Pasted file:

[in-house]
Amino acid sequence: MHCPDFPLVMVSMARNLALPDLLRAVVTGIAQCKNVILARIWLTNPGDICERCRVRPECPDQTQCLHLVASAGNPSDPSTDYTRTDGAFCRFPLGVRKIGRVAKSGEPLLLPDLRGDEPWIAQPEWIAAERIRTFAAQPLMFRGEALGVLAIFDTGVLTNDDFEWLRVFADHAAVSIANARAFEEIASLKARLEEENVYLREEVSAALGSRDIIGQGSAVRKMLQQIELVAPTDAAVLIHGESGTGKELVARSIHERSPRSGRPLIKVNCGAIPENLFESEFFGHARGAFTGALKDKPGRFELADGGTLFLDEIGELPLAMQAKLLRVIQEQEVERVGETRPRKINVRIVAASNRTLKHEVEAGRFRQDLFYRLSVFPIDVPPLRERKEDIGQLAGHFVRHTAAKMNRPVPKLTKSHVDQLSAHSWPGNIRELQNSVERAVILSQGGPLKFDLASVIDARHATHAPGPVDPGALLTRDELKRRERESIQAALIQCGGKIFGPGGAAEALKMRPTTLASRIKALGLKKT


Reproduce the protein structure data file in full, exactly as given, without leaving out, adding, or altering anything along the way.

[in-house]
Amino acid sequence: MHCPDFPLVMVSMARNLALPDLLRAVVTGIAQCKNVILARIWLTNPGDICERCRVRPECPDQTQCLHLVASAGNPSDPSTDYTRTDGAFCRFPLGVRKIGRVAKSGEPLLLPDLRGDEPWIAQPEWIAAERIRTFAAQPLMFRGEALGVLAIFDTGVLTNDDFEWLRVFADHAAVSIANARAFEEIASLKARLEEENVYLREEVSAALGSRDIIGQGSAVRKMLQQIELVAPTDAAVLIHGESGTGKELVARSIHERSPRSGRPLIKVNCGAIPENLFESEFFGHARGAFTGALKDKPGRFELADGGTLFLDEIGELPLAMQAKLLRVIQEQEVERVGETRPRKINVRIVAASNRTLKHEVEAGRFRQDLFYRLSVFPIDVPPLRERKEDIGQLAGHFVRHTAAKMNRPVPKLTKSHVDQLSAHSWPGNIRELQNSVERAVILSQGGPLKFDLASVIDARHATHAPGPVDPGALLTRDELKRRERESIQAALIQCGGKIFGPGGAAEALKMRPTTLASRIKALGLKKT